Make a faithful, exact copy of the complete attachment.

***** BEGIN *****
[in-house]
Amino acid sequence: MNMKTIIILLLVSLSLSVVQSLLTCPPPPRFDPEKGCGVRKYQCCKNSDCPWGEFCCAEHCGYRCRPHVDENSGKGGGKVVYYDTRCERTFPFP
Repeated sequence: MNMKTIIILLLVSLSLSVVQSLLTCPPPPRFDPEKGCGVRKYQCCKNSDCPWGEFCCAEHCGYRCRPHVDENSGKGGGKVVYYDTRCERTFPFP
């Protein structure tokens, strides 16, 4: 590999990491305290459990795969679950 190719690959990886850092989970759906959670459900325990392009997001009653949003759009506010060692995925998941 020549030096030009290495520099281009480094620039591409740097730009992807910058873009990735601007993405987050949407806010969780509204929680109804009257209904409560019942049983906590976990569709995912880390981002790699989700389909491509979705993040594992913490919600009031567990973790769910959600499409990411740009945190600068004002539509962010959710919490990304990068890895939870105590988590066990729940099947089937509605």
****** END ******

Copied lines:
[in-house]
Amino acid sequence: MNMKTIIILLLVSLSLSVVQSLLTCPPPPRFDPEKGCGVRKYQCCKNSDCPWGEFCCAEHCGYRCRPHVDENSGKGGGKVVYYDTRCERTFPFP
Repeated sequence: MNMKTIIILLLVSLSLSVVQSLLTCPPPPRFDPEKGCGVRKYQCCKNSDCPWGEFCCAEHCGYRCRPHVDENSGKGGGKVVYYDTRCERTFPFP
């Protein structure tokens, strides 16, 4: 590999990491305290459990795969679950 190719690959990886850092989970759906959670459900325990392009997001009653949003759009506010060692995925998941 020549030096030009290495520099281009480094620039591409740097730009992807910058873009990735601007993405987050949407806010969780509204929680109804009257209904409560019942049983906590976990569709995912880390981002790699989700389909491509979705993040594992913490919600009031567990973790769910959600499409990411740009945190600068004002539509962010959710919490990304990068890895939870105590988590066990729940099947089937509605």